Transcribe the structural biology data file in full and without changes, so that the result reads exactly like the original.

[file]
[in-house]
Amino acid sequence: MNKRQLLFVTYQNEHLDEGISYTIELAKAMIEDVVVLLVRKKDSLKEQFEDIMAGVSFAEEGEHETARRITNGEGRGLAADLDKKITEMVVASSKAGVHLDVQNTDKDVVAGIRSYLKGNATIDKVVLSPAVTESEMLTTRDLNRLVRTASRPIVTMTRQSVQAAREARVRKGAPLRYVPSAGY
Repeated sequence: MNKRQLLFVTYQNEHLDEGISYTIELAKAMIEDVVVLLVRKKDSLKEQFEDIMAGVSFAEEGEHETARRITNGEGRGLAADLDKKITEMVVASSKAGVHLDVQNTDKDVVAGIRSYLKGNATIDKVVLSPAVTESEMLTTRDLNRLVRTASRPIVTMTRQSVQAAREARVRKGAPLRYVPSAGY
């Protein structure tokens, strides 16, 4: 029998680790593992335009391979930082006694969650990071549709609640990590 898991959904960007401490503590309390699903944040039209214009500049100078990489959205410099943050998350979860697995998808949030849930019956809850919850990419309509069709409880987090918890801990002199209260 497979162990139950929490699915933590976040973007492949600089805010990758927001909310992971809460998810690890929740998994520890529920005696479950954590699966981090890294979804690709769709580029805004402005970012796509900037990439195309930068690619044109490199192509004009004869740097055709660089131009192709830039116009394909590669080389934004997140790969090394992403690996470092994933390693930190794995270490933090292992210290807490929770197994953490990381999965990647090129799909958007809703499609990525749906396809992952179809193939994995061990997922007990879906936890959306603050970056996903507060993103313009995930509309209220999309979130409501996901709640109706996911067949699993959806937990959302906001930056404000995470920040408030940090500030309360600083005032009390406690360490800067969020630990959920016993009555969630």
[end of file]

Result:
[in-house]
Amino acid sequence: MNKRQLLFVTYQNEHLDEGISYTIELAKAMIEDVVVLLVRKKDSLKEQFEDIMAGVSFAEEGEHETARRITNGEGRGLAADLDKKITEMVVASSKAGVHLDVQNTDKDVVAGIRSYLKGNATIDKVVLSPAVTESEMLTTRDLNRLVRTASRPIVTMTRQSVQAAREARVRKGAPLRYVPSAGY
Repeated sequence: MNKRQLLFVTYQNEHLDEGISYTIELAKAMIEDVVVLLVRKKDSLKEQFEDIMAGVSFAEEGEHETARRITNGEGRGLAADLDKKITEMVVASSKAGVHLDVQNTDKDVVAGIRSYLKGNATIDKVVLSPAVTESEMLTTRDLNRLVRTASRPIVTMTRQSVQAAREARVRKGAPLRYVPSAGY
């Protein structure tokens, strides 16, 4: 029998680790593992335009391979930082006694969650990071549709609640990590 898991959904960007401490503590309390699903944040039209214009500049100078990489959205410099943050998350979860697995998808949030849930019956809850919850990419309509069709409880987090918890801990002199209260 497979162990139950929490699915933590976040973007492949600089805010990758927001909310992971809460998810690890929740998994520890529920005696479950954590699966981090890294979804690709769709580029805004402005970012796509900037990439195309930068690619044109490199192509004009004869740097055709660089131009192709830039116009394909590669080389934004997140790969090394992403690996470092994933390693930190794995270490933090292992210290807490929770197994953490990381999965990647090129799909958007809703499609990525749906396809992952179809193939994995061990997922007990879906936890959306603050970056996903507060993103313009995930509309209220999309979130409501996901709640109706996911067949699993959806937990959302906001930056404000995470920040408030940090500030309360600083005032009390406690360490800067969020630990959920016993009555969630």